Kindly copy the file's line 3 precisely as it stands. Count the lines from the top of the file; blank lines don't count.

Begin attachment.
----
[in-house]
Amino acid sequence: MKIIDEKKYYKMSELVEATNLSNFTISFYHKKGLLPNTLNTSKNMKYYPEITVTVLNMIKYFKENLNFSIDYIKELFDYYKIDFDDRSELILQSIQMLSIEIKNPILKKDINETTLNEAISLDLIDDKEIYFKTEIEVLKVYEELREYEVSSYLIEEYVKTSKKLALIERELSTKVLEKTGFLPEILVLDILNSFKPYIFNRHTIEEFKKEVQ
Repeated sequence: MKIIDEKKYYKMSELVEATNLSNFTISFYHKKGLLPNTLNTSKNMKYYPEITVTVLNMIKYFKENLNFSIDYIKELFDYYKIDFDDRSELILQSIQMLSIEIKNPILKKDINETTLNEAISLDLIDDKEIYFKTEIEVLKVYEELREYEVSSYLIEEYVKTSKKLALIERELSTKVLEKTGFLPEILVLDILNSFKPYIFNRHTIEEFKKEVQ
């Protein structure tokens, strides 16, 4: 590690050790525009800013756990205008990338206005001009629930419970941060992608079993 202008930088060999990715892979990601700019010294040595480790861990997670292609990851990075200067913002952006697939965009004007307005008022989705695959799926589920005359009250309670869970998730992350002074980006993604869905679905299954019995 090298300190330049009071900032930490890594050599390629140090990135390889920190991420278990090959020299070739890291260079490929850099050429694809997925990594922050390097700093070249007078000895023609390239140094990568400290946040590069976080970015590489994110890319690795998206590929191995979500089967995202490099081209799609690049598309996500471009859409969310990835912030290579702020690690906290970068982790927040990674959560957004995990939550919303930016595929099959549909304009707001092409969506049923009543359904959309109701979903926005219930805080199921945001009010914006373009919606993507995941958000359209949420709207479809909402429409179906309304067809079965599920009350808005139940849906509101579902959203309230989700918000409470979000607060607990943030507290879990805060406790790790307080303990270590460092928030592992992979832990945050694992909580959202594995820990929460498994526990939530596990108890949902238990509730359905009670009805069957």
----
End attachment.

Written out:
Repeated sequence: MKIIDEKKYYKMSELVEATNLSNFTISFYHKKGLLPNTLNTSKNMKYYPEITVTVLNMIKYFKENLNFSIDYIKELFDYYKIDFDDRSELILQSIQMLSIEIKNPILKKDINETTLNEAISLDLIDDKEIYFKTEIEVLKVYEELREYEVSSYLIEEYVKTSKKLALIERELSTKVLEKTGFLPEILVLDILNSFKPYIFNRHTIEEFKKEVQ